Vatican Gay Unions

Pope Francis celebrates a Mass with members of religious institutions in February at the Vatican. On Monday, Francis approved a decree that says Catholic priests cannot bless same-sex unions. Members of the local LGBTQ+ community expressed disappointment at that statement.

After being raised Catholic, Drew Herzig eventually felt that he needed to confront what church teachings about sexuality meant for his soul.

“At some point I had to think about what it meant for the church to tell me I was going to go to hell,” said Herzig, a Pittsfield resident who identifies as a gay man. “Is that really a church and a God I could believe in?”

Some LGBTQ+ Catholics had expressed hope that Pope Francis, who endorsed legal protections for gay civil unions, would offer greater support for LGBTQ+ people within the church.

Yet, a Monday decree, which Francis approved, says the church will bless only unions that align with its sacrament of marriage, which understands marriage as between a man and a woman.

“What this means is, while I can bless individuals and do all the time, I can’t bless unions that the church does not recognize as being part of the sacrament of marriage,” said the Rev. John Tuohey, of St. Charles Borromeo Church in Pittsfield. “I think people are disappointed because they thought there was going to be a middle ground [for priests to bless same-sex unions but not marry them].”

A representative from the Diocese of Springfield told The Eagle on Monday that the diocese typically does not issue a further statement beyond what comes from the Vatican. The diocese covers Catholics in Berkshire, Hampshire, Franklin and Hampden counties, where they make up 19.4 percent of the population.

Local LGBTQ+ advocates said Monday the Vatican’s statement fails to affirm LGBTQ+ people’s full capacity for self-expression.

They want the church to go beyond tolerating people’s sexuality to accepting people as who they are, including through affirming articulations of their identities such as unions and marriages.

“No matter what type of worship somebody practices, we’re all human beings and it’s OK to love who you love,” said Ashley Shade, a North Adams resident on the Berkshire Stonewall Community Coalition’s board of directors. Shade said she believes in a God but does not trust organized religion.

“We need to normalize that any kind of love is a good thing, and we need more love, not less,” she said.

“It seems like the most Francis has been able to do is say, ‘Let’s have compassion,’” said Ray Garnett, a West Stockbridge resident who founded Berkshire Trans Group. “How about being welcoming, how about being fully inclusive?”

Herzig once tried to change the church through working with DignityUSA, a group seeking “justice, equality and full inclusion of LGBTQI people in the church and society.” Benedict XVI’s papacy, though, slowed that campaign, and Herzig now identifies as spiritual but not religious.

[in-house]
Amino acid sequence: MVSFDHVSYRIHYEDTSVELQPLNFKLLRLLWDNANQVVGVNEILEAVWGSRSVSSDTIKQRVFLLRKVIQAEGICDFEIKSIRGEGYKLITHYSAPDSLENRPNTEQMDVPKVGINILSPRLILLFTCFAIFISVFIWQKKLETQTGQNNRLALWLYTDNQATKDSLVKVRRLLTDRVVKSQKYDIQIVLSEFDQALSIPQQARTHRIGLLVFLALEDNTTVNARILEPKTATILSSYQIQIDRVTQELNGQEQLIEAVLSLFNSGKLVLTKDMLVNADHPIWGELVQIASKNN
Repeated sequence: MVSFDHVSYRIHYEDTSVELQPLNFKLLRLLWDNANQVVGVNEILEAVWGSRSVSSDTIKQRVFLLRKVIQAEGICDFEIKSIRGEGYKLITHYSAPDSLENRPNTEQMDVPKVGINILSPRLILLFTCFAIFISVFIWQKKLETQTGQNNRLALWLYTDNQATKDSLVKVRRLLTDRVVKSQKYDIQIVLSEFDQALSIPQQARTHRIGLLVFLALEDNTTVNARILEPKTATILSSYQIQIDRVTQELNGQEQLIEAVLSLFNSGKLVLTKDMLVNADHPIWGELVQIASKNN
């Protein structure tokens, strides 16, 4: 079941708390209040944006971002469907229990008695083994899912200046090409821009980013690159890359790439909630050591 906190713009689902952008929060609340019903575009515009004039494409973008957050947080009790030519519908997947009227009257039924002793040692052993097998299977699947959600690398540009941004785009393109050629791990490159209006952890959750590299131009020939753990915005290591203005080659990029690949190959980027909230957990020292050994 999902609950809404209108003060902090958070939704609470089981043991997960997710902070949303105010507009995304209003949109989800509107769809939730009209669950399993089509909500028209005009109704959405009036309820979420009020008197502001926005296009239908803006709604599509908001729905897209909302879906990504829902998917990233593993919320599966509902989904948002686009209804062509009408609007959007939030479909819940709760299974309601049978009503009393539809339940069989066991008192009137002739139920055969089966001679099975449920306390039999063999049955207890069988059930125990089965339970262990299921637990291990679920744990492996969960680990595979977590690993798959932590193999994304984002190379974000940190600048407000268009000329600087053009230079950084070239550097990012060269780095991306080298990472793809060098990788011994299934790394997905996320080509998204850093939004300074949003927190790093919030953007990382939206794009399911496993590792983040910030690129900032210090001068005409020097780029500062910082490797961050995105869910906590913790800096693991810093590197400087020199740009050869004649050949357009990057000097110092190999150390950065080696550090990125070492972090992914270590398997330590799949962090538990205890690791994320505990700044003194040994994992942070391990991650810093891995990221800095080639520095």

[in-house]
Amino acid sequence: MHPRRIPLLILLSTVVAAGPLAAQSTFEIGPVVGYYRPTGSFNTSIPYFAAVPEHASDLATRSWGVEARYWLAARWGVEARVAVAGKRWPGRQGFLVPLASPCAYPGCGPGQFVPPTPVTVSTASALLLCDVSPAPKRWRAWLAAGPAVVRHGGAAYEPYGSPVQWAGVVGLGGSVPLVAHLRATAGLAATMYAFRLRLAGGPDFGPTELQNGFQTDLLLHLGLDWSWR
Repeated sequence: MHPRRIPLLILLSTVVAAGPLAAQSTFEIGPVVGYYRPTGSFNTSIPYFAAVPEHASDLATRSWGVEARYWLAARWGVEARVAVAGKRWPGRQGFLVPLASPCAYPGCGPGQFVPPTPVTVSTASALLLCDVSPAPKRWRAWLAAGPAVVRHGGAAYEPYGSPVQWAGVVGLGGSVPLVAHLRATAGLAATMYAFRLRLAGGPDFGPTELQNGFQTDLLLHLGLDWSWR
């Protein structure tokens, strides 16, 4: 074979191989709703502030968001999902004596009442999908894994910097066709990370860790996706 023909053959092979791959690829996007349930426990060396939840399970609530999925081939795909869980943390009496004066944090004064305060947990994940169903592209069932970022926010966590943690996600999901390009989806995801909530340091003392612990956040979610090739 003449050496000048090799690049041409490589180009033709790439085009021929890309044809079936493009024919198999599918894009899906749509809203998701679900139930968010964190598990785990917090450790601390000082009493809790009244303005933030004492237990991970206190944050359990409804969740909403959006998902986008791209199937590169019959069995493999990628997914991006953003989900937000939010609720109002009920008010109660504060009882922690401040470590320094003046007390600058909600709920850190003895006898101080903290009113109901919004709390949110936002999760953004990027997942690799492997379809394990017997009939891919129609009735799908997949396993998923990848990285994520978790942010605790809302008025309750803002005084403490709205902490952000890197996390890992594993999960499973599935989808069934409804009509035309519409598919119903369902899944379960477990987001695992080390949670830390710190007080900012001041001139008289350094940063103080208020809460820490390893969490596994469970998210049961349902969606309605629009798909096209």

“I am who I am from birth — there wasn’t a decision to make,” Herzig said. “I can’t accept that God created me so that I would go to hell.”

Herzig interpreted Monday’s statement as “perfectly in keeping with the church’s basic control of bodies.”

“I thought maybe we could reclaim the church, maybe we could bring the church to its senses — don’t traumatize people who need your love and support,” Herzig said of his previous work with DignityUSA. “This is the church continuing to make itself irrelevant to people who want to be a part of the church.”

“You put the patriarchy in power and this is what you get,” added Herzig, who praised Francis’ leadership on some social issues but criticized the Vatican’s continued exclusion of female deacons.

Still, Herzig counts some positive experiences in the church, including through community worship.

“There’s a real power in that, where you feel like you’re sharing concerns and aspirations ... and sharing something bigger than ourselves,” he said. “But, I don’t feel I can compromise my beliefs in order to indulge that.”

For some Catholic priests and clergy, the church’s teachings on sexuality are personal. Two dozen gay priests and seminarians from 13 states who spoke with The New York Times for a 2019 piece estimated that gay men account for at least 30 to 40 percent of Catholic clergy in the U.S.

“I know what a difficult spot Catholic priests and Catholic clergy are [in] as far as knowing that they’re putting their job at risk if they go against the church,” Herzig said.

The Vatican also is not the only church that has faced pressure to rethink teachings on sexuality. The United Methodist Church appears set to split into two factions over differences in beliefs on gay marriage.

While the Vatican’s Monday statement says that God “does not and cannot bless sin,” Tuohey called the inclusion of that phrase “very unfortunate.” That phrase references a Dec. 2 catechesis, but Francis was speaking then about war — not sexuality.

Tuohey said he hopes that at St. Charles Borromeo, “any member of the LGBTQ community feels welcome in coming to worship with us.”

“Just because I can’t bless your union doesn’t mean you’re not welcome,” Tuohey said. “The statement seems to say: We don’t think same-sex unions can’t exist in the church. We just can’t bless them because we’re bound to thousands of years of sacramental tradition.”

Danny Jin, a Report for America corps member, is The Eagle’s Statehouse news reporter. He can be reached at djin@berkshireeagle.com, @djinreports on Twitter and 413-496-6221.

Statehouse Reporter

Danny Jin is the Eagle's Statehouse reporter. A graduate of Williams College, he previously interned at the Eagle and The Christian Science Monitor. Danny can be reached at djin@berkshireeagle.com or on Twitter at @djinreports.